The Nova Scotia Affordable Housing Commission has released its final progress report on the Province’s efforts to address the urgent need for improved affordable housing.
Of the 17 recommendations and 60 meaningful actions in the commission’s 2021 report, Charting a New Course for Affordable Housing in Nova Scotia, close to 50 are complete or substantially complete and most of the remaining are in progress.
The commission noted several important actions have been completed since its first progress report in January. In particular, the commission highlighted the Province’s investment to create the Community Housing Growth Fund to support and expand the community housing sector in Nova Scotia. The government also launched the first-ever provincewide housing needs assessment and a needs assessment for African Nova Scotian communities that will help inform development of a long-term housing strategy for the province.
“As we conclude our mandate, we are encouraged that government is continuing to take meaningful action to make housing more affordable and to increase the supply of affordable housing across the province,” said Ren Thomas, Associate Professor, Dalhousie University School of Planning, and Nova Scotia Affordable Housing Commission Co-chair. “I want to thank all members of the commission and everyone who provided their insights to inform our recommendations. Your contributions have been and will continue to be instrumental in guiding government’s work to address complex and systemic housing challenges both now and in the future.”
The Nova Scotia Affordable Housing Commission was formed in 2020 in response to the Province’s affordable housing crisis and was asked to develop recommendations that would improve access to affordable housing. The 17 members of the commission represent various sectors, regions and backgrounds.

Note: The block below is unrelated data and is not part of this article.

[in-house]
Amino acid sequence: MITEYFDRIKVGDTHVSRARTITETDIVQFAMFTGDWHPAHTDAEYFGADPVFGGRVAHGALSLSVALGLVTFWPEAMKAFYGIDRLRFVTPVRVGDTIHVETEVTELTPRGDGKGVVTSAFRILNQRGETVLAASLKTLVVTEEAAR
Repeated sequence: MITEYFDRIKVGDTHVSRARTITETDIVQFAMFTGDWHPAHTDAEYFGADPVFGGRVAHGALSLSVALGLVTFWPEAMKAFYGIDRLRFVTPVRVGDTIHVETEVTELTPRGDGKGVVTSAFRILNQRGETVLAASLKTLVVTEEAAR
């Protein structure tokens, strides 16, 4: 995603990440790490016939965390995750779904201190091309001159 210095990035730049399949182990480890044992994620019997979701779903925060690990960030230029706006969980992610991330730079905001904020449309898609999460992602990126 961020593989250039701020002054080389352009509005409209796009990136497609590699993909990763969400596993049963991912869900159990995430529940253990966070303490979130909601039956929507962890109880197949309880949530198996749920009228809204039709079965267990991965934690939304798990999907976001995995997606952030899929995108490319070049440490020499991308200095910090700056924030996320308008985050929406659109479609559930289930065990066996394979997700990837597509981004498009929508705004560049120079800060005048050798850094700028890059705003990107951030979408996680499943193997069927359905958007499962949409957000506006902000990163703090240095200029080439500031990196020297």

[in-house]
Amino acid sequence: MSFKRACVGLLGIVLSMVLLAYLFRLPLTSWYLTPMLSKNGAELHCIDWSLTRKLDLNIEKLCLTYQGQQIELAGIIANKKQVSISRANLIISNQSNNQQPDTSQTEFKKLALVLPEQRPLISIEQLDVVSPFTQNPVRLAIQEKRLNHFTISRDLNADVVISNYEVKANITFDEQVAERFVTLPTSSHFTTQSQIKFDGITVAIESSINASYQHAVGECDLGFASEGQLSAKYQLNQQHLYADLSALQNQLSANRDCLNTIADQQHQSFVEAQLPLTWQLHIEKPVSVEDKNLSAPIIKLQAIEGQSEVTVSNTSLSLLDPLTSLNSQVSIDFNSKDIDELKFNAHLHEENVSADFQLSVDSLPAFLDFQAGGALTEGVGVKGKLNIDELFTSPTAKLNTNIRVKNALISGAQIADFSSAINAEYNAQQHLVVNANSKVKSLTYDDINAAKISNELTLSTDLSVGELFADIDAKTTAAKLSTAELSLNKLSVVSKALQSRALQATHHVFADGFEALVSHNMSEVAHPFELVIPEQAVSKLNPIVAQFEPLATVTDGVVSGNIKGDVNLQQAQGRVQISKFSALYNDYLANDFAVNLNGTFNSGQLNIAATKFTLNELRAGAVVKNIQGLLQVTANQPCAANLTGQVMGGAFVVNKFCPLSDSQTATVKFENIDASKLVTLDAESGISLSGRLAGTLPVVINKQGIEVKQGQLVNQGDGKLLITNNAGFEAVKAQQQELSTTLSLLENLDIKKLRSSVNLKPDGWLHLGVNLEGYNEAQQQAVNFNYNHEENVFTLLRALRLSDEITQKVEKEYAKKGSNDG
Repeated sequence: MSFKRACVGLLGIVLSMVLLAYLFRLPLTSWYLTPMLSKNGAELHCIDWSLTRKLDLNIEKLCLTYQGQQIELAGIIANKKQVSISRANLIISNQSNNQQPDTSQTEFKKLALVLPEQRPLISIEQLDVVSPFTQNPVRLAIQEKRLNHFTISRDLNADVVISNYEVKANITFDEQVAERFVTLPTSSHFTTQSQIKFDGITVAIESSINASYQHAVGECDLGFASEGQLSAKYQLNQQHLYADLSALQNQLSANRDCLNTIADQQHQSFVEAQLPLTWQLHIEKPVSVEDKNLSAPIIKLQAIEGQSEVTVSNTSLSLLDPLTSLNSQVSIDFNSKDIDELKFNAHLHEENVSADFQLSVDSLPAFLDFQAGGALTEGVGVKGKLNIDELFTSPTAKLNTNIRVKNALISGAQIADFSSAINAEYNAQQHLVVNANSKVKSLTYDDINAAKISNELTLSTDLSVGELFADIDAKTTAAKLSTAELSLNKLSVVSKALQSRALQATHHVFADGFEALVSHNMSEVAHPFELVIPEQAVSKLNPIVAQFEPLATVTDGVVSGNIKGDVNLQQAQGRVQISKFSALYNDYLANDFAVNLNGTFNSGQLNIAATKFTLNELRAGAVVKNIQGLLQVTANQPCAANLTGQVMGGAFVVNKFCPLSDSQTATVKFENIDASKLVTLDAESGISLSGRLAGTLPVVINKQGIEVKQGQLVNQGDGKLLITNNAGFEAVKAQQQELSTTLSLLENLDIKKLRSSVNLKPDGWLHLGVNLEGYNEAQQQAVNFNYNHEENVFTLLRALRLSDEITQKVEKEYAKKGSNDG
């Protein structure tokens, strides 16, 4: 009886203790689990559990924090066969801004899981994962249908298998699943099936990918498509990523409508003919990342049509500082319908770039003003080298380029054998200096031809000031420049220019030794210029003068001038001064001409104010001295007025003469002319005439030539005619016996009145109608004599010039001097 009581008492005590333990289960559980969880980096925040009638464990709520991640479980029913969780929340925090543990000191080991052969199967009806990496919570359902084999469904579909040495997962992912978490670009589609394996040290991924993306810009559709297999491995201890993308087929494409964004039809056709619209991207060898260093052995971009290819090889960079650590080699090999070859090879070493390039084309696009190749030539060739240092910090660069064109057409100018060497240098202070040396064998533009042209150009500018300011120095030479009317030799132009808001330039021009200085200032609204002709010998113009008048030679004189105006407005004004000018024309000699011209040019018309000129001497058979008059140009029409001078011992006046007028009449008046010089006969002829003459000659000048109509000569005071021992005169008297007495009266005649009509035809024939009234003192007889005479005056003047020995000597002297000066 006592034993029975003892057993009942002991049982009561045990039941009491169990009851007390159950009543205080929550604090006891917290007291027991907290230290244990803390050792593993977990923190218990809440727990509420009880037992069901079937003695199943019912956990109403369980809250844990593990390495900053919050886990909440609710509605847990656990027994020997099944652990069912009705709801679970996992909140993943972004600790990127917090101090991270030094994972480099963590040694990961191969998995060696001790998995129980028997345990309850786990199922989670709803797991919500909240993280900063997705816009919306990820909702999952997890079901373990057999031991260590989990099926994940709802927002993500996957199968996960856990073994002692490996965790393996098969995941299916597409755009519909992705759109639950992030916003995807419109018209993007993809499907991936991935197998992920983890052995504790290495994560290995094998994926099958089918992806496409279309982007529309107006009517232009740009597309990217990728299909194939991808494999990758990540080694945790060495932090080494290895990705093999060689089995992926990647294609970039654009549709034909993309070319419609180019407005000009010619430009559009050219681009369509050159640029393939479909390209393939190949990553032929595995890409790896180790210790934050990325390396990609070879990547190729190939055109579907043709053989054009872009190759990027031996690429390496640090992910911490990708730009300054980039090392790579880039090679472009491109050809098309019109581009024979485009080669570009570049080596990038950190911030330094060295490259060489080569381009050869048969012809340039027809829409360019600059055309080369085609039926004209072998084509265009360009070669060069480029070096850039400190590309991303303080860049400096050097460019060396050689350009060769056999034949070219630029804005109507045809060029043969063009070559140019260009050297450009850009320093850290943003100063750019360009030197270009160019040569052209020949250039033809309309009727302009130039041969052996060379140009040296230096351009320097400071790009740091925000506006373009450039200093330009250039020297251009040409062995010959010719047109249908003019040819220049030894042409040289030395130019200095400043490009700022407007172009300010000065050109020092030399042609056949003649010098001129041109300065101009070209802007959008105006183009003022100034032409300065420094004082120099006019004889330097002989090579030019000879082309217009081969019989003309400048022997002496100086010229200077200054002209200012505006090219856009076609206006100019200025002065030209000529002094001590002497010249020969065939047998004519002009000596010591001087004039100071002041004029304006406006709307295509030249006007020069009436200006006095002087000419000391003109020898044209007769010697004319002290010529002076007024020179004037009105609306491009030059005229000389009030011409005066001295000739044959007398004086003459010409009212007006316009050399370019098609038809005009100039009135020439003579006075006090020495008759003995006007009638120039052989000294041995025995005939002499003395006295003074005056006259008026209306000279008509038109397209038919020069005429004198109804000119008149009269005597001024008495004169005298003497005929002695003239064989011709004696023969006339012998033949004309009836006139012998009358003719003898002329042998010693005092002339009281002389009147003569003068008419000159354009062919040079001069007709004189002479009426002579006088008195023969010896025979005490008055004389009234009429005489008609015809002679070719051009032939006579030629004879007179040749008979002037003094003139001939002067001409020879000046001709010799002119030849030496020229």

The commission consulted with 36 experts and more than 2,000 Nova Scotians through an extensive public consultation process to form its recommendations.
“These recommendations have been foundational in guiding our efforts to address the complexities of the housing crisis in Nova Scotia. We are making progress, but there is still much more work ahead. I would like to take this opportunity to thank the commission, stakeholders and members of the public who have shared their experience, expertise and ideas with us.”
– John Lohr, Minister of Municipal Affairs and Housing
“There is no one simple solution to the housing crisis. Finding new and creative ways to increase the supply and access to affordable housing for Nova Scotians takes all levels of government working together with industry, community partners and stakeholders.”
– Paul LaFleche, Deputy Minister, Municipal Affairs and Housing, and Nova Scotia Affordable Housing Commission Co-chair
— 11.4 per cent, or 45,100, of Nova Scotian households are in core housing need
— to date, the Province has committed more than $35 million to initiatives to support the recommendations of the Nova Scotia Affordable Housing Commission
— the Province has invested in initiatives that will more produce more than 1,100 affordable housing units
The progress report and other documents from the Nova Scotia Affordable Housing Commission are available at: https://beta.novascotia.ca/documents/affordable-housing-reports
Nova Scotia’s affordable housing plan, A Healthy Nova Scotia: Solutions for Housing and Homelessness (October 2021) is available at: https://beta.novascotia.ca/documents/solutions-housing-and-homelessness
Mandate letter of the Minister of Municipal Affairs and Housing: https://novascotia.ca/exec_council/letters-2021/ministerial-mandate-letter-2021-MAH-EMO-MR.pdf
Information on understanding and identifying core housing need is available at the Canadian Mortgage and Housing Corporation website: https://www.cmhc-schl.gc.ca/en/professionals/housing-markets-data-and-research/housing-research/core-housing-need